Emil, Single Stories, and The Metaphor
During our discussions about many different topics, all relating to Single Stories, there are many things that I have “taken away.” The most important of those is that the world is full of so many people that there is no way to describe them all. It would only take one out of the seven billion people in the world to destroy any argument made about the human race as a whole. In the metaphor, Charlotte’s mother is a “flawless, modern building, created of glass and the smoothest of pale concrete” (219). Miss Hancock, on the other hand, was “plump, unmarried, and overenthusiastic” (215). They are such different people, and a single story couldn’t describe both of them at once. They are both outliers, on opposite sides of the spectrum. Because there are some many people in the world, everyone seems to be an outlier in some way. In “Emil”, a family who thinks they are average realizes that they are actually very well off. As a result of that Morley decides to give money to Emil, a man who is clearly less privileged than her, to make her feel like she is giving back to the community. In “The Danger of a Single Story,” when Chamimanda goes to university in the USA, her roommate is shocked by her. “She asked where I learned to speak english so well,” and “she assumed that I did not know how to use a stove” (4:25, 4:45). Chamimanda’s roommate had a single story of Africa, one of poverty and bloodshed, and didn’t know anything else about it. Of course this single story doesn’t represent all 1.2 billion people in Africa, just as a single story can’t represent all 580 million people in North America. There are too many people in the world for a single story to represent any significant number of them.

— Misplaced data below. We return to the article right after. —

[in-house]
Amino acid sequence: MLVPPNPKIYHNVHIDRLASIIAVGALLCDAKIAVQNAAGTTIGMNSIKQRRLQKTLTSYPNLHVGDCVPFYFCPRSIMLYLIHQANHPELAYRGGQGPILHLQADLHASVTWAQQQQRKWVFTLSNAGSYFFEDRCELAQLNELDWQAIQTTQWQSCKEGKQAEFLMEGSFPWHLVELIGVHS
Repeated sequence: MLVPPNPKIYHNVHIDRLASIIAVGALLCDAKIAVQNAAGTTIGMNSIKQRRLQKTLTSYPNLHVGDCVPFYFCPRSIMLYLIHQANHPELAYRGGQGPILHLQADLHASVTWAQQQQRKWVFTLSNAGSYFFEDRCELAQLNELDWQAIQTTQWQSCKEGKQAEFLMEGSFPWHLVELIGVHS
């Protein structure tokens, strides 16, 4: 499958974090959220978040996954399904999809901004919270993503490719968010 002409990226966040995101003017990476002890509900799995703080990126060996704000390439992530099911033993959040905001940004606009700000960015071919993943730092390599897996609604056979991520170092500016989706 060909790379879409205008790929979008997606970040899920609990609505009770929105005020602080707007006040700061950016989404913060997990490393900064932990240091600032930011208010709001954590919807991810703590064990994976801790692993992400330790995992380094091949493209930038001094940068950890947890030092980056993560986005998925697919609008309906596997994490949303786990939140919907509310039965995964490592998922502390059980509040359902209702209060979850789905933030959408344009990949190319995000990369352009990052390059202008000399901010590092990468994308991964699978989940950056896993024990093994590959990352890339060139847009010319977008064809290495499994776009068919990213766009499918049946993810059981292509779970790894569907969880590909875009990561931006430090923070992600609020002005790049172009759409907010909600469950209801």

In David Suzuki’s letter to his grandchildren, Racism, he tells his story of the racism that he faced when he was young, in hopes of educating his grandchildren about what the world used to be like. In his letter, he tells stories of his childhood and his adulthood, many of which detail racist circumstances that profoundly affect his life. In 1942, as the Japanese were moved away from the west coast to internment camps, from fear that they were colluding against the Canadian and American forces and aiding the Japanese attacks. As a six year old, David Suzuki did not connect this to racism. He considered this “a grand adventure,” not knowing until much later that this was an act against the Japanese culture (22). The Canadian Government justified their forced relocation by considering it an act of National Protection, assuming that these Japanese-Canadians, many of whom had never set foot in Japan, were conspiring with the Japanese government. This near-baseless act drastically changed many people’s lives. The act destroyed many new and upcoming careers, as well as old ones that seemed set in stone. The message that Suzuki sends is very important. It isn’t easy to read, but dealing with the harsh truths of life is very important, and spreading Suzuki’s wisdom and experience as far and wide as possible is a very effective way to educate the world about racism, and eventually put a stop to is altogether.